New car negotiations can be tricky on both sides, with both the dealer and the buyer trying to maximize profitability/savings for their end of the transaction. CarWoo! helps make this process more transparent, but dealers often still have the advantage of being much more familiar with the car buying process and the terms associated with the transaction. Here are five terms that most car buyers should, but probably don’t truly understand.
Car Dealers’ Term 1: Buy Rate
A Buy Rate is the lease or APR rate your credit qualifies you for. Often, lenders allow dealers to mark up the buy rate and pocket the extra money. As a consumer, you’ll find it hard to get a hold of buy rates. They typically change monthly and are based on your credit. If you ask the dealer to show you the buy rate, they aren’t obligated to. They just may, though, especially if they have nothing to hide.
Buy Rate Tip: You have the most control before visiting the dealer. Asking for this information up front establishes a condition the dealer needs to fulfill in order to earn your visit to the store and ultimately become an appointment. Dealers know that without appointments, they have no sales. Always ask politely and sincerely, though. If the request is made coldly, it won’t show the dealer end much confidence – and that will put you off to a bad start. Just be yourself.
Car Dealers’ Term 2: “In-Stock Only”
Dealers often write ads or send internet quotes with small print that reads, “Good on in-stock units only.” Sometimes dealers may even purposely provide an exceptionally low price on a car they don’t have in stock, with a plan in mind to switch you to a car they do have.
In-Stock Only Tip: Don’t rush down to the dealer without first checking if the car and color you want is in stock. Double-check this information against their inventory page.
Car Dealers’ Term 3: Accessories
Many dealers pre-install accessories on some or all their cars, but they don’t announce it to customers until they arrive at the dealership. You may have even noticed many dealers include this in their quotes: “Price doesn’t include pre-installed accessories.” Let this be a good reason to avoid leaping off the couch and running to the lowest-priced dealer. The car you intend to buy may be dripping in dealer-installed accessories – AKA dealer profit.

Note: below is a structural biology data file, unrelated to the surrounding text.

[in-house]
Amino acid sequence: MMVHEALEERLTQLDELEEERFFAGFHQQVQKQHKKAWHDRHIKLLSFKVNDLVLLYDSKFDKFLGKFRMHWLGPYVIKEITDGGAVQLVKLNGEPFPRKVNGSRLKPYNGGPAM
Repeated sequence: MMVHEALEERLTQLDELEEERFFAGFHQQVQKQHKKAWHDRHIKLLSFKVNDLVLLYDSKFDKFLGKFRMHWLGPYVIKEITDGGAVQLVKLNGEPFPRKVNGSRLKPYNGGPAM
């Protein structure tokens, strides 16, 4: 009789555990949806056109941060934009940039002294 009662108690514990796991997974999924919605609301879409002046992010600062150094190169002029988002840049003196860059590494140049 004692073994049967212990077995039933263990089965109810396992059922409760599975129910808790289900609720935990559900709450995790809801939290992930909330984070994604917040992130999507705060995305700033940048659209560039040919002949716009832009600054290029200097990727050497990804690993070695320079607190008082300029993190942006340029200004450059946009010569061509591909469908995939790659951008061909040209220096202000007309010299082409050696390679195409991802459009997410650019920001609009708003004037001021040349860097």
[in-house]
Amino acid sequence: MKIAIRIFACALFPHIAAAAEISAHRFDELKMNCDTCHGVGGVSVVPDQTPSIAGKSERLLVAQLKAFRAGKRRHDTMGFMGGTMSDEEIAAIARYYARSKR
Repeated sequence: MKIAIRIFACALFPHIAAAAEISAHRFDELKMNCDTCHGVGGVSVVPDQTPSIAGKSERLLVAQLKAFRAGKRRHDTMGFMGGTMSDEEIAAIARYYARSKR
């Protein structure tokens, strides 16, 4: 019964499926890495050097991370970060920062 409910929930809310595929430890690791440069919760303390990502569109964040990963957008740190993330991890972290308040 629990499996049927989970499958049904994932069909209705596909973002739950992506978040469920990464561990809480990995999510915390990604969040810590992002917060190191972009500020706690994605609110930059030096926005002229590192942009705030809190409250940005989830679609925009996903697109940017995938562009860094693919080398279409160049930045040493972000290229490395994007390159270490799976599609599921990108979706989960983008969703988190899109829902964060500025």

Dealer Accessory Tip: Before going to the dealer, always ask in writing if the car you want has any pre-installed accessories.
Car Dealers’ Term 4: Yelp/DealerRater/Google Reviews
Many dealers would prefer you simply didn’t know about these sites. These dealers are generally the ones you want to avoid. Too often, we as consumers visit these review sites after a bad experience, rather than using them to help guide our dealer selection process.
Dealer Review Site Tip: Be wary of reviews from inauthentic users, as some dealers employ internal staff or “review-boosting” companies to do their dirty work – writing “shopper” reviews.
Car Dealers’ Term 5: Invoice
I included this term because I thought you might expect it. Invoice amounts for cars are readily available these days, from various websites. Just keep in mind that some sites don’t include destination or regional advertising costs for vehicles, and you have to manually add them in. Some dealers may even reproduce invoices to account for their own vehicle preparation costs (or other costs typically referred to as a “pack”). Also remember that knowing the invoice doesn’t mean you’ll pay invoice. The market price on the car you’re buying may be well under or above the invoice amount.
Invoice Tip: You’re better off focusing your research on getting selling prices that correspond with the MSRP of the vehicle. This way, you know you’re getting quotes that are apples for apples between dealers on the correctly configured vehicle. Remember, your goal is to get the best deal, and the best deal has nothing to do with the invoice amount. I’ve seen countless customers pleased with a deal because it’s $100 below invoice, when actually the best deal would have been closer to $1000 below invoice.
Being familiar with these terms and how they can influence your deal doesn’t just help you, but also helps the honest dealers. In my next article I’m going to help show how to spot them.